This year I want to focus my New Year’s resolutions on relationships and people, not things.

Yes – January is in full swing. How are the new year’s resolutions going? Did you make any?

I did. I vowed to attempt less screen time, especially before bed. I now keep my phone downstairs and read my Christmas present novel under the duvet, with a smug smile on my face. Fairly easy to tick off. And it’s this sort of stuff we decide to set goals for ourselves about isn’t it?


I want to lose a stone
I want to start running
I want to drink more water
I want to drink less wine…


Some are easier than others. But what’s interesting to me is that we seem to make new year’s resolutions about things and not about people or relationships. Maybe things are easier to control than people, easier to set goals around and easier to achieve. Take a moment to consider – when did you last think about the important relationships in your life – work or personal – and set a goal for yourself to enhance them?

We tend not to. In fact we don’t look at our relationships much at all. Except if they’re not going so well. And then we frustratingly exclaim that those people are difficult and need to change! We throw our hands up in resignation (and reach for the wine…).


When do we learn about relationships?


It’s not our fault. No one teaches us. We don’t learn about relationships at school, not directly anyway (this might well have changed for younger generations I hope with subjects like PSHE featuring more commonly on the curriculum). And by learning about relationships, I mean how exactly do we conduct them? With parents, friends, partners, and colleagues? How do I know what to do to keep the relationship healthy and in good nick? What can I change to enable intimacy and warmth, to create more happiness?

You might be thinking, I don’t need intimacy and warmth in my work relationships, thank you very much. And maybe so. Generally though, human beings are wired to connect. We are social animals, it’s part of our very nature (I have already formed a worrying attachment to Alexa…). When we don’t connect, separation and isolation can increase feelings of loneliness, depression and anxiety. And we spend an awful lot of waking hours at work, in relationships.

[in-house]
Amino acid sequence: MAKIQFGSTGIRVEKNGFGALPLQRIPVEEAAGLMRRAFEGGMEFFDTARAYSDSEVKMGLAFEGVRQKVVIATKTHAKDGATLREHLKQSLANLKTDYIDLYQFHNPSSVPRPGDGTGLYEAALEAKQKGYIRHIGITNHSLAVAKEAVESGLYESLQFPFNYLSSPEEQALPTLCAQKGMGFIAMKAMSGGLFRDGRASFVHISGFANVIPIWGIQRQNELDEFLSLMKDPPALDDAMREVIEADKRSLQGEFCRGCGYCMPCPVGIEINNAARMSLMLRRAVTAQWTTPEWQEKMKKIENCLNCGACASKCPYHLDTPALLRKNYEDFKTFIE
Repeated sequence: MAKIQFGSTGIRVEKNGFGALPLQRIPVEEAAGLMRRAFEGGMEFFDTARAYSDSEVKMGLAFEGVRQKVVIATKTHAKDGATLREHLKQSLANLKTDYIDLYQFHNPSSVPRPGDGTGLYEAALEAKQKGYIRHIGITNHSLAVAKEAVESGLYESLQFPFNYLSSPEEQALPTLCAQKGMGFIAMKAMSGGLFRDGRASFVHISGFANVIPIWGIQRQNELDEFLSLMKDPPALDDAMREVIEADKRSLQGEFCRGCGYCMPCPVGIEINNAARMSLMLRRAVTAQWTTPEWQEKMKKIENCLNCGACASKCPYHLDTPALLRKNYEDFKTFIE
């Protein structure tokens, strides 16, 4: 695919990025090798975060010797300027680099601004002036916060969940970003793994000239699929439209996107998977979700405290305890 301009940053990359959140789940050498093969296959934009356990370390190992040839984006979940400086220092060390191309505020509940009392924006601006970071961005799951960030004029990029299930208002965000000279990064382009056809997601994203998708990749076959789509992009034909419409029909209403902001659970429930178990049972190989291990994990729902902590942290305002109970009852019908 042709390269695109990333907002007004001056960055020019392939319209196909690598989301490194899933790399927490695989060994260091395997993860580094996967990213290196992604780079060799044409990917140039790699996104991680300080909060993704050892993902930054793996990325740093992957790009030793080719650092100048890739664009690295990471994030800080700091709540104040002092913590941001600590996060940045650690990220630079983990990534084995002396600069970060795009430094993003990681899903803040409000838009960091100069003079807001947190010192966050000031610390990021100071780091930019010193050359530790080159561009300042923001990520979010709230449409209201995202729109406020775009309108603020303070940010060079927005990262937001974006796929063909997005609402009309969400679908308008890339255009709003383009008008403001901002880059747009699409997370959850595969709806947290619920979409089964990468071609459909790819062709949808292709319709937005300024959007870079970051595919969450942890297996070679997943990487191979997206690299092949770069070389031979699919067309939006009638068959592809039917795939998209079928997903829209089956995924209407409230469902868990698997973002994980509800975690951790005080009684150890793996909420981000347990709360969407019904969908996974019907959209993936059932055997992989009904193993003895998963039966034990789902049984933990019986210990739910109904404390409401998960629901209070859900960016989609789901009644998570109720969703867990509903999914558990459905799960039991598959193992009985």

As a coach at Aspire working with individuals and teams, I’ve become acutely aware of the interactions and connections between people.


Relationships at work


A client of mine (we’ll call her C) before Christmas spoke to me of her distanced relationship with her new boss (M). She got on extremely well with the interim boss before M, and she missed the connection and friendliness she had with him now that M had arrived and was here to stay. This new relationship between them was at first just new, but after a few months it appeared strained, marked by an absence of contact and what started to feel like a lack of mutual interest and respect. C began to feel resentful and demotivated. In our coaching session, we used an exercise to explore the different points of view at play and then we looked at the relationship itself.


Relationships and Systems


In our systems work at ASPIRE, we often speak about the relationship as an entity in itself as if it has its own intelligence and wisdom. An interesting thing happened: C found herself describing the power that these two smart, highly driven women might generate if they chose to do so together – C was visibly struck by this idea – struck by what might be achieved and how unstoppable they might be together. This was C’s highest hope for the relationship – a hope she had perhaps not let herself articulate.

This conscious realisation gave her the nudge she needed to commit to building more connection with M. Small, manageable actions like suggesting a coffee to get to know each other, which, when she thought about it, she wondered why she hadn’t yet done. I reassured her: typically none of us do. We don’t spend much time thinking about the nature of the relationships around us nor what we can do to positively affect them. We assume the relationship is what it is. And yet, we can actually consciously and intentionally design how we want to be, work and live with other people. After all, at work, it’s the relationships that drive our businesses:

In organizations, real power and energy is generated through relationships. The patterns of relationships and the capacities to form them are more important than tasks, functions, roles, and positions.
– Margaret Wheatley, ‘Leadership and the New Science’

Your New Year’s Resolution


So – if you were to give some attention to an important relationship in your life this year, which would it be? What would be your ‘highest hope’? And what can you do tomorrow to take a small step towards it?

I’m off to ponder that with a glass of wine.


Spread the love